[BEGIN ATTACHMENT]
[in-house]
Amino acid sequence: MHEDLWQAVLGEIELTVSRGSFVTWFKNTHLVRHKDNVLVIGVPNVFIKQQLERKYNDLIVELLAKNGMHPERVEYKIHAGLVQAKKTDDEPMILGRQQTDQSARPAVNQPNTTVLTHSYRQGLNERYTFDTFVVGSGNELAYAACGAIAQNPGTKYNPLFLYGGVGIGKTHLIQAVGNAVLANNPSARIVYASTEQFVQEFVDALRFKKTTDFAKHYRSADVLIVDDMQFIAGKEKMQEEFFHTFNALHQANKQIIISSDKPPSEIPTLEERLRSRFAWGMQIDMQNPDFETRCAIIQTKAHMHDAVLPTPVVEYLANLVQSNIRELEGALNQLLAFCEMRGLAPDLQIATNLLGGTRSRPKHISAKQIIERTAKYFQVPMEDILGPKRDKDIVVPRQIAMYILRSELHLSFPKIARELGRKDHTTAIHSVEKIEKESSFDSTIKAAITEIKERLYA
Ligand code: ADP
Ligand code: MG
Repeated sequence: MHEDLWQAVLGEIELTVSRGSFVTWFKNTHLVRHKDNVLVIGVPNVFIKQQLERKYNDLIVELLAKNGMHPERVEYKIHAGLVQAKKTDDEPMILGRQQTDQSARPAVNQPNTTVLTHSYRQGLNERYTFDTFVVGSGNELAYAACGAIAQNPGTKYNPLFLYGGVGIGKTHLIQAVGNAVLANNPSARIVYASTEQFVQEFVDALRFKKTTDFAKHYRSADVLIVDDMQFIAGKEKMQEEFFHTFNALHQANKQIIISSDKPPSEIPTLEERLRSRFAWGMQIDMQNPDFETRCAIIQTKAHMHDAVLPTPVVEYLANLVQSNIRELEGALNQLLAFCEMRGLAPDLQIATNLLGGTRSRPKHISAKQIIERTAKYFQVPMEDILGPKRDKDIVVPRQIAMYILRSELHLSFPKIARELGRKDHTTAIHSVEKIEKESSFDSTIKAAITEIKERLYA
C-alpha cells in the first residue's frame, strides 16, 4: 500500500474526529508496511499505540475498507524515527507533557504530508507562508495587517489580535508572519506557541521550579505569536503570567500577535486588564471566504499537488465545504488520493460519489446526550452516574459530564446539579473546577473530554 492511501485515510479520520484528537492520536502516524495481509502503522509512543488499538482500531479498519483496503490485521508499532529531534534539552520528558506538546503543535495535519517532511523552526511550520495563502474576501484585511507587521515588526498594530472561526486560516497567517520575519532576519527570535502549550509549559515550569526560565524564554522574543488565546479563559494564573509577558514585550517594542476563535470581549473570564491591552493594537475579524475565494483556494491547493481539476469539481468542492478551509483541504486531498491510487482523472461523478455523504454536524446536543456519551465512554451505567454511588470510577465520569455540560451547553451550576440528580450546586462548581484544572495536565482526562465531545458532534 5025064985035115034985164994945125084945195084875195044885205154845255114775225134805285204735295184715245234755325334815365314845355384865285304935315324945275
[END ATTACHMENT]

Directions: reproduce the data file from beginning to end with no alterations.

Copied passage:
[in-house]
Amino acid sequence: MHEDLWQAVLGEIELTVSRGSFVTWFKNTHLVRHKDNVLVIGVPNVFIKQQLERKYNDLIVELLAKNGMHPERVEYKIHAGLVQAKKTDDEPMILGRQQTDQSARPAVNQPNTTVLTHSYRQGLNERYTFDTFVVGSGNELAYAACGAIAQNPGTKYNPLFLYGGVGIGKTHLIQAVGNAVLANNPSARIVYASTEQFVQEFVDALRFKKTTDFAKHYRSADVLIVDDMQFIAGKEKMQEEFFHTFNALHQANKQIIISSDKPPSEIPTLEERLRSRFAWGMQIDMQNPDFETRCAIIQTKAHMHDAVLPTPVVEYLANLVQSNIRELEGALNQLLAFCEMRGLAPDLQIATNLLGGTRSRPKHISAKQIIERTAKYFQVPMEDILGPKRDKDIVVPRQIAMYILRSELHLSFPKIARELGRKDHTTAIHSVEKIEKESSFDSTIKAAITEIKERLYA
Ligand code: ADP
Ligand code: MG
Repeated sequence: MHEDLWQAVLGEIELTVSRGSFVTWFKNTHLVRHKDNVLVIGVPNVFIKQQLERKYNDLIVELLAKNGMHPERVEYKIHAGLVQAKKTDDEPMILGRQQTDQSARPAVNQPNTTVLTHSYRQGLNERYTFDTFVVGSGNELAYAACGAIAQNPGTKYNPLFLYGGVGIGKTHLIQAVGNAVLANNPSARIVYASTEQFVQEFVDALRFKKTTDFAKHYRSADVLIVDDMQFIAGKEKMQEEFFHTFNALHQANKQIIISSDKPPSEIPTLEERLRSRFAWGMQIDMQNPDFETRCAIIQTKAHMHDAVLPTPVVEYLANLVQSNIRELEGALNQLLAFCEMRGLAPDLQIATNLLGGTRSRPKHISAKQIIERTAKYFQVPMEDILGPKRDKDIVVPRQIAMYILRSELHLSFPKIARELGRKDHTTAIHSVEKIEKESSFDSTIKAAITEIKERLYA
C-alpha cells in the first residue's frame, strides 16, 4: 500500500474526529508496511499505540475498507524515527507533557504530508507562508495587517489580535508572519506557541521550579505569536503570567500577535486588564471566504499537488465545504488520493460519489446526550452516574459530564446539579473546577473530554 492511501485515510479520520484528537492520536502516524495481509502503522509512543488499538482500531479498519483496503490485521508499532529531534534539552520528558506538546503543535495535519517532511523552526511550520495563502474576501484585511507587521515588526498594530472561526486560516497567517520575519532576519527570535502549550509549559515550569526560565524564554522574543488565546479563559494564573509577558514585550517594542476563535470581549473570564491591552493594537475579524475565494483556494491547493481539476469539481468542492478551509483541504486531498491510487482523472461523478455523504454536524446536543456519551465512554451505567454511588470510577465520569455540560451547553451550576440528580450546586462548581484544572495536565482526562465531545458532534 5025064985035115034985164994945125084945195084875195044885205154845255114775225134805285204735295184715245234755325334815365314845355384865285304935315324945275